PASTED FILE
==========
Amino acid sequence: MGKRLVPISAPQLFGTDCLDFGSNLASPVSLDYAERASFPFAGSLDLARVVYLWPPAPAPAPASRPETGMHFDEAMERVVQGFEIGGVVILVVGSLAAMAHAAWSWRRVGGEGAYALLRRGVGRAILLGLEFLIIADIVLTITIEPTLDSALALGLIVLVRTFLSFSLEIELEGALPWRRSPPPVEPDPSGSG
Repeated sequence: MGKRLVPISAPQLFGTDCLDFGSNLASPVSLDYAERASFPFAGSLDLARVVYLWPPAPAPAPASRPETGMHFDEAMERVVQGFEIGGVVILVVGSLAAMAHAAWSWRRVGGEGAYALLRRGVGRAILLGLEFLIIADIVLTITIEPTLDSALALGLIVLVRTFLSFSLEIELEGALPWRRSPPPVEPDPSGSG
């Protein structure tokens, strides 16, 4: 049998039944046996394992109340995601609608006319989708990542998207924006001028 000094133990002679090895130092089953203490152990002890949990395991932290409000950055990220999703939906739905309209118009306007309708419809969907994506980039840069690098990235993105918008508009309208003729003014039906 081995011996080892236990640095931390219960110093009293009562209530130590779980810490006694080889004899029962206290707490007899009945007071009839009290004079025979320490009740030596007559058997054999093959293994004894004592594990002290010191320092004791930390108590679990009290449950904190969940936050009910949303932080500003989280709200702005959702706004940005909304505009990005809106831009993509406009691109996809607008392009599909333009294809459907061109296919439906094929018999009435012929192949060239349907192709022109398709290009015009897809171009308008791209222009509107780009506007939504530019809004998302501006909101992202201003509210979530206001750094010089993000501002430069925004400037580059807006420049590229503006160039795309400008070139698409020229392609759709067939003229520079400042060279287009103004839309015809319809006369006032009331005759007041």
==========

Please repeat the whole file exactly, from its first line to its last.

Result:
Amino acid sequence: MGKRLVPISAPQLFGTDCLDFGSNLASPVSLDYAERASFPFAGSLDLARVVYLWPPAPAPAPASRPETGMHFDEAMERVVQGFEIGGVVILVVGSLAAMAHAAWSWRRVGGEGAYALLRRGVGRAILLGLEFLIIADIVLTITIEPTLDSALALGLIVLVRTFLSFSLEIELEGALPWRRSPPPVEPDPSGSG
Repeated sequence: MGKRLVPISAPQLFGTDCLDFGSNLASPVSLDYAERASFPFAGSLDLARVVYLWPPAPAPAPASRPETGMHFDEAMERVVQGFEIGGVVILVVGSLAAMAHAAWSWRRVGGEGAYALLRRGVGRAILLGLEFLIIADIVLTITIEPTLDSALALGLIVLVRTFLSFSLEIELEGALPWRRSPPPVEPDPSGSG
């Protein structure tokens, strides 16, 4: 049998039944046996394992109340995601609608006319989708990542998207924006001028 000094133990002679090895130092089953203490152990002890949990395991932290409000950055990220999703939906739905309209118009306007309708419809969907994506980039840069690098990235993105918008508009309208003729003014039906 081995011996080892236990640095931390219960110093009293009562209530130590779980810490006694080889004899029962206290707490007899009945007071009839009290004079025979320490009740030596007559058997054999093959293994004894004592594990002290010191320092004791930390108590679990009290449950904190969940936050009910949303932080500003989280709200702005959702706004940005909304505009990005809106831009993509406009691109996809607008392009599909333009294809459907061109296919439906094929018999009435012929192949060239349907192709022109398709290009015009897809171009308008791209222009509107780009506007939504530019809004998302501006909101992202201003509210979530206001750094010089993000501002430069925004400037580059807006420049590229503006160039795309400008070139698409020229392609759709067939003229520079400042060279287009103004839309015809319809006369006032009331005759007041």